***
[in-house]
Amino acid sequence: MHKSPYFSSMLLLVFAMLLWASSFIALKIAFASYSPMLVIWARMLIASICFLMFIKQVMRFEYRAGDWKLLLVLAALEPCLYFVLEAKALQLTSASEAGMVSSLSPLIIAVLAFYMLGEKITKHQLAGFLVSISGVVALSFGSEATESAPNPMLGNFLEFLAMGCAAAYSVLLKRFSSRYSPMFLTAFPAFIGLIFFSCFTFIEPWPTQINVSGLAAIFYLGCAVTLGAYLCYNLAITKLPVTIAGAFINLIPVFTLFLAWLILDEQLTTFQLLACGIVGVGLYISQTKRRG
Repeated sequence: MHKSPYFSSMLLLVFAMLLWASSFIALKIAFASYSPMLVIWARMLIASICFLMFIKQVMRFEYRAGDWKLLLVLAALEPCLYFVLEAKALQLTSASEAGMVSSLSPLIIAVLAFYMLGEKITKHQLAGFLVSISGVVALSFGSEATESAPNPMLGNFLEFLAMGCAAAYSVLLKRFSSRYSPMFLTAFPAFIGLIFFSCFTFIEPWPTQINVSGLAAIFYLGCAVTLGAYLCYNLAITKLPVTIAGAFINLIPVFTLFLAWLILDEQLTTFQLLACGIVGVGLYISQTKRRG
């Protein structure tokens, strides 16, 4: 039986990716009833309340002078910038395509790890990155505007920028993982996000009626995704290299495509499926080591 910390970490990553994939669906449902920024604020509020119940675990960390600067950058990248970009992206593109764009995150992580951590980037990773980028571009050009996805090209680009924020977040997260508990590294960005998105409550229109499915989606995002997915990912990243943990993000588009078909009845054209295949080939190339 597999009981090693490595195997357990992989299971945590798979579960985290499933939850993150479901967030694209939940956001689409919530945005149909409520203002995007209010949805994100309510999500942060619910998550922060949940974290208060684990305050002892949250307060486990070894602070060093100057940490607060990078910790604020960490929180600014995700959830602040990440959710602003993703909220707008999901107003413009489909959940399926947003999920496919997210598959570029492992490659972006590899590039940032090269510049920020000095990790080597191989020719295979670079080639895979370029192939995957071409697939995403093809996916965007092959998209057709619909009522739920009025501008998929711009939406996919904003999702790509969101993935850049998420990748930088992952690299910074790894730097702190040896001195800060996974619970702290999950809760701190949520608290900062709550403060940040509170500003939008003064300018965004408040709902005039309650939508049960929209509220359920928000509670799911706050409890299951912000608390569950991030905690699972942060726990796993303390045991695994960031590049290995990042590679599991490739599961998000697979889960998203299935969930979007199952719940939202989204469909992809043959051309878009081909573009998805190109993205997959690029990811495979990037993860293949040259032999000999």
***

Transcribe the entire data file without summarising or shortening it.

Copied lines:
[in-house]
Amino acid sequence: MHKSPYFSSMLLLVFAMLLWASSFIALKIAFASYSPMLVIWARMLIASICFLMFIKQVMRFEYRAGDWKLLLVLAALEPCLYFVLEAKALQLTSASEAGMVSSLSPLIIAVLAFYMLGEKITKHQLAGFLVSISGVVALSFGSEATESAPNPMLGNFLEFLAMGCAAAYSVLLKRFSSRYSPMFLTAFPAFIGLIFFSCFTFIEPWPTQINVSGLAAIFYLGCAVTLGAYLCYNLAITKLPVTIAGAFINLIPVFTLFLAWLILDEQLTTFQLLACGIVGVGLYISQTKRRG
Repeated sequence: MHKSPYFSSMLLLVFAMLLWASSFIALKIAFASYSPMLVIWARMLIASICFLMFIKQVMRFEYRAGDWKLLLVLAALEPCLYFVLEAKALQLTSASEAGMVSSLSPLIIAVLAFYMLGEKITKHQLAGFLVSISGVVALSFGSEATESAPNPMLGNFLEFLAMGCAAAYSVLLKRFSSRYSPMFLTAFPAFIGLIFFSCFTFIEPWPTQINVSGLAAIFYLGCAVTLGAYLCYNLAITKLPVTIAGAFINLIPVFTLFLAWLILDEQLTTFQLLACGIVGVGLYISQTKRRG
């Protein structure tokens, strides 16, 4: 039986990716009833309340002078910038395509790890990155505007920028993982996000009626995704290299495509499926080591 910390970490990553994939669906449902920024604020509020119940675990960390600067950058990248970009992206593109764009995150992580951590980037990773980028571009050009996805090209680009924020977040997260508990590294960005998105409550229109499915989606995002997915990912990243943990993000588009078909009845054209295949080939190339 597999009981090693490595195997357990992989299971945590798979579960985290499933939850993150479901967030694209939940956001689409919530945005149909409520203002995007209010949805994100309510999500942060619910998550922060949940974290208060684990305050002892949250307060486990070894602070060093100057940490607060990078910790604020960490929180600014995700959830602040990440959710602003993703909220707008999901107003413009489909959940399926947003999920496919997210598959570029492992490659972006590899590039940032090269510049920020000095990790080597191989020719295979670079080639895979370029192939995957071409697939995403093809996916965007092959998209057709619909009522739920009025501008998929711009939406996919904003999702790509969101993935850049998420990748930088992952690299910074790894730097702190040896001195800060996974619970702290999950809760701190949520608290900062709550403060940040509170500003939008003064300018965004408040709902005039309650939508049960929209509220359920928000509670799911706050409890299951912000608390569950991030905690699972942060726990796993303390045991695994960031590049290995990042590679599991490739599961998000697979889960998203299935969930979007199952719940939202989204469909992809043959051309878009081909573009998805190109993205997959690029990811495979990037993860293949040259032999000999």